Gisborne Airport serves as the domestic airport for the Gisborne Region. Regular flights between Auckland and Wellington are serviced by Air New Zealand under the Link brand, while the smaller airline Sunair provides services to other New Zealand centres such as Hamilton, Whakatane, Rotorua and Tauranga, and Air Napier provides services to Napier and Wairoa.


State Highway connects Gisborne to Tauranga via Opotiki and Whakatane to the northwest, and to Napier and Hawke's Bay via Wairoa to the south. SH 2 travels towards Gisborne from the northwest from Te Karaka, a settlement approximately 31 km northwest of Gisborne. SH 2 passes through Makaraka, a suburb on the outer fringes of Gisborne. It then crosses the Waipaoa River and makes its way south through Manutuke and Wharerata before it enters the Hawke's Bay Region towards Nuhaka, Wairoa, and eventually on to Napier.

State Highway (part of the Pacific Coast Highway network) begins at a junction west of Gisborne with SH 2 just before SH 2 crosses the Waipaoa River on its way south to Manutuke. SH 35 borders Gisborne Airport to the south and enters Gisborne city on the southwestern fringes. It makes its way through the city out to the east, and continues up the coast connecting Gisborne to the East Cape.

1916 bus and bullock team outside the Post Office

Public transport

Public transport is poorly developed in Gisborne, with only 0.2% of trips made by bus in 2013/14. This compares with 2.3% nationally,[39] which itself is amongst the lowest proportions in the world.[40] Go Bus is contracted to the council to run 22 services a day on 6 routes Monday to Friday,[41] using 2 buses.[42] From 1913 to 1929 Gisborne had battery-powered trams. Since then public transport has declined to about a fifth of the usage then. In 1930 the municipal buses travelled 6,631 mi (10,672 km), and carried 28,531 passengers in 2 weeks.[43] In 2012/13 the city buses carried about 78,000 passengers in 52 weeks, at a cost of about $120,000 a year, with about another $85,000 from fares.[44]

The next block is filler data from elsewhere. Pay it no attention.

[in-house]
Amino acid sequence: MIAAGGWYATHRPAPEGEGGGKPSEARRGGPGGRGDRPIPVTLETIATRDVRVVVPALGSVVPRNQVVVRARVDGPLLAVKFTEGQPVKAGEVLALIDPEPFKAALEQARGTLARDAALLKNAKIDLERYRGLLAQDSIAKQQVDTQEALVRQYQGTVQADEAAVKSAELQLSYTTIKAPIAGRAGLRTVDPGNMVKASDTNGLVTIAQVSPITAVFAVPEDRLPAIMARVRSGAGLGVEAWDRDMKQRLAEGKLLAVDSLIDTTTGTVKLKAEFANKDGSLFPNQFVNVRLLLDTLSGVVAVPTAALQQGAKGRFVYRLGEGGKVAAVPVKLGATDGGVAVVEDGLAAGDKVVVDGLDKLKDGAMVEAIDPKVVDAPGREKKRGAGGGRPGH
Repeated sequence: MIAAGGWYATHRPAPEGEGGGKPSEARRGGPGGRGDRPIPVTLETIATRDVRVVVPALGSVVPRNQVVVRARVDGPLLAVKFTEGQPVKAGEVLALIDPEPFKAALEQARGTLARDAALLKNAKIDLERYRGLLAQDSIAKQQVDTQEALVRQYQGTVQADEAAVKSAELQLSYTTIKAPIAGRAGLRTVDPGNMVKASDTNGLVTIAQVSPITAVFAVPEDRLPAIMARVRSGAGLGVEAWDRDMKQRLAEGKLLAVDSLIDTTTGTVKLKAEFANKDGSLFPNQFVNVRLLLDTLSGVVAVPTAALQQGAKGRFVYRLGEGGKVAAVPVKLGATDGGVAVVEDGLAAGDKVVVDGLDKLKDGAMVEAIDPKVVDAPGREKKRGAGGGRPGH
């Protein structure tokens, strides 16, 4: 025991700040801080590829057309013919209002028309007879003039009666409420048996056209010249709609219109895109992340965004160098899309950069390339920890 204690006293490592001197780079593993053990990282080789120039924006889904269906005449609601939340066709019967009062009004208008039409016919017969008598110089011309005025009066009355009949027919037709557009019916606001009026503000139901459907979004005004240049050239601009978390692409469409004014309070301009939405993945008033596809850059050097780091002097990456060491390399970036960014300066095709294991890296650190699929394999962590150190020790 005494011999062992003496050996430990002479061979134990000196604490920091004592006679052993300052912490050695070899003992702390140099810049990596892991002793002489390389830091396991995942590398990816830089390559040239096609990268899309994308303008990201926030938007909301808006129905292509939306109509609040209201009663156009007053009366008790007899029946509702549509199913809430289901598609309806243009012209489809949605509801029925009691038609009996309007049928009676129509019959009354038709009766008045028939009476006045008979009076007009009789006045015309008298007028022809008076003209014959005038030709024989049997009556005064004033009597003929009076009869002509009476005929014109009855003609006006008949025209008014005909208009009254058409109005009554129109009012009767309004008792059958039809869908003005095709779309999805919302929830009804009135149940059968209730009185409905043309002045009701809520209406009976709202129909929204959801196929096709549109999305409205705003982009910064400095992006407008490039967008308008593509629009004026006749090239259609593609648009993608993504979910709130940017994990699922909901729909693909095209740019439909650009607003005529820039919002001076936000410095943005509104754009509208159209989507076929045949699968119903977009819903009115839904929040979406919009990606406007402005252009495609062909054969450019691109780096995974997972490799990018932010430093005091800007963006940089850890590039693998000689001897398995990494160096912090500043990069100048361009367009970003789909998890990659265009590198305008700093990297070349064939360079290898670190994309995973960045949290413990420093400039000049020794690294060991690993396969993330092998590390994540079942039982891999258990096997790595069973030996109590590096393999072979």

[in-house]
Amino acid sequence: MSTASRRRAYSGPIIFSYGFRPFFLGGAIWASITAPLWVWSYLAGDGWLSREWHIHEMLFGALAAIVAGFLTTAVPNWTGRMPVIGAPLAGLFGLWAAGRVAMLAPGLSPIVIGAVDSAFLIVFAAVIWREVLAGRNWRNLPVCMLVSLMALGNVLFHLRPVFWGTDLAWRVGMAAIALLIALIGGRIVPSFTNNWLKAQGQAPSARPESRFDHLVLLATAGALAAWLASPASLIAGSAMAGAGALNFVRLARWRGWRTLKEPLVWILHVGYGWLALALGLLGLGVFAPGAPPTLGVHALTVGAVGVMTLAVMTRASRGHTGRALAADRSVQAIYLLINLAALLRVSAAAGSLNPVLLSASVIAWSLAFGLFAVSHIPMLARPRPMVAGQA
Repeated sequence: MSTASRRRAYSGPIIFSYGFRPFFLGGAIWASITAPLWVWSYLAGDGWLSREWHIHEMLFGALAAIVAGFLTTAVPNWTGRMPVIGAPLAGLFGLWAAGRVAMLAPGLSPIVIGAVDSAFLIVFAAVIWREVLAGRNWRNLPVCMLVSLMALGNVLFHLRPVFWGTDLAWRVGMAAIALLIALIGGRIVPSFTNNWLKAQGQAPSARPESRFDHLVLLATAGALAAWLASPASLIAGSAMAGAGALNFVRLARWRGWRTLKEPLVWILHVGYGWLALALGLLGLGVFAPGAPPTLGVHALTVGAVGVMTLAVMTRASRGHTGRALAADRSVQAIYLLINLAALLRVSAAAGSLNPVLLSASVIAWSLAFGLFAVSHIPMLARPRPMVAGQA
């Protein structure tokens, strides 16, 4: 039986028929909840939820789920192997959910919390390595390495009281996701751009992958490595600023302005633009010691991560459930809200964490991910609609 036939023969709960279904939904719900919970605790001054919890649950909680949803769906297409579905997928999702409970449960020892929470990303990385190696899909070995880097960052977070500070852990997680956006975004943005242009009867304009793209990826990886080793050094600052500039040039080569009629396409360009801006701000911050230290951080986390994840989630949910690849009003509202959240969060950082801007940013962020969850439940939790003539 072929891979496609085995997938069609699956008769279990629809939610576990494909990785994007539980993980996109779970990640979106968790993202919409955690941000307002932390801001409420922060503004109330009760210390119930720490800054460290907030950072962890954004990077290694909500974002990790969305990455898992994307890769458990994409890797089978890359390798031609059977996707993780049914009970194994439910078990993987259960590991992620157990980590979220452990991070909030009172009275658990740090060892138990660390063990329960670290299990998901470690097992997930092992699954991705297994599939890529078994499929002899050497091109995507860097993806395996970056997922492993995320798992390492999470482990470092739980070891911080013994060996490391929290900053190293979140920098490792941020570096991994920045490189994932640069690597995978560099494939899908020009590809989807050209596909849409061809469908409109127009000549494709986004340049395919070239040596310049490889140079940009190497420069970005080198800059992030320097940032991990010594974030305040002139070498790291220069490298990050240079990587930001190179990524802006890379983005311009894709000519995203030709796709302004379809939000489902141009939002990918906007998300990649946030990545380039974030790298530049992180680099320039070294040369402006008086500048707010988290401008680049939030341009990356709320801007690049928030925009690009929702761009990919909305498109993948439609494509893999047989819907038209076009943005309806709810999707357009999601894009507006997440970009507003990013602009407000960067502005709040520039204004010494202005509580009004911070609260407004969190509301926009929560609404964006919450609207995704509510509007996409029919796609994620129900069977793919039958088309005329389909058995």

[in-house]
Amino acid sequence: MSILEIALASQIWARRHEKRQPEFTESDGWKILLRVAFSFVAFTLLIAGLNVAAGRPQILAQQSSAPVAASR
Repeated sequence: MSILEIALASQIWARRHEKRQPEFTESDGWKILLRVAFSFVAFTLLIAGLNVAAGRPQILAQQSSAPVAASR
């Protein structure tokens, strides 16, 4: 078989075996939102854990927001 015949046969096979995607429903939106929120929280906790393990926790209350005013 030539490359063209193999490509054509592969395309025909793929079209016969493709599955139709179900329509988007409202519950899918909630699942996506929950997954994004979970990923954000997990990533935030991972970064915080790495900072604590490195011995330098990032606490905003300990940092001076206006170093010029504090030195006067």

Gisborne is the northern terminus of the Palmerston North - Gisborne Line railway, which opened in 1942 and mothballed (track kept in place but all services cancelled) in 2012. The permanent way has since suffered storm damage including bridge collapses and the line is believed unlikely to re-open for economic reasons. Prior to this, an isolated section of line operated from Gisborne to Moutohora – intended to be part of a line to Auckland via Rotorua, and later part of the East Coast Main Trunk Railway line. This connection was never completed and the Moutohora Branch line closed in 1959.

Rail passenger services were provided between Gisborne and Wellington until 1988, when the Endeavour express was cancelled north of Napier. Today, only the Gisborne City Vintage Railway operates limited heritage train rides out of Gisborne.


Coastal suburbs of Gisborne viewed from Kaiti Hill

Notable residents

Gisborne City was the setting of the 2014 drama film The Dark Horse, a biographical film starring Cliff Curtis about the late speed-chess champion, Genesis Potini. The film was shot in Gisborne and Auckland in the winter of 2013.[46]

In March 2016, Gisborne hosted the premiere of Mahana, a New Zealand film set in Patutahi and Manutuke, and based on Witi Ihimaera's semi-autobiographical novel Bulibasha: King Of The Gypsies.[47]

Sister cities

Gisborne had three sister cities in the Sister Cities International Program, two are in the United Kingdom (one in Wales and Scotland), the third being Palm Desert, California in the US.

Sister ports


  1. "Gisborne District Council " Councillor contact details". Gisborne District Council. Retrieved 30 November 2011.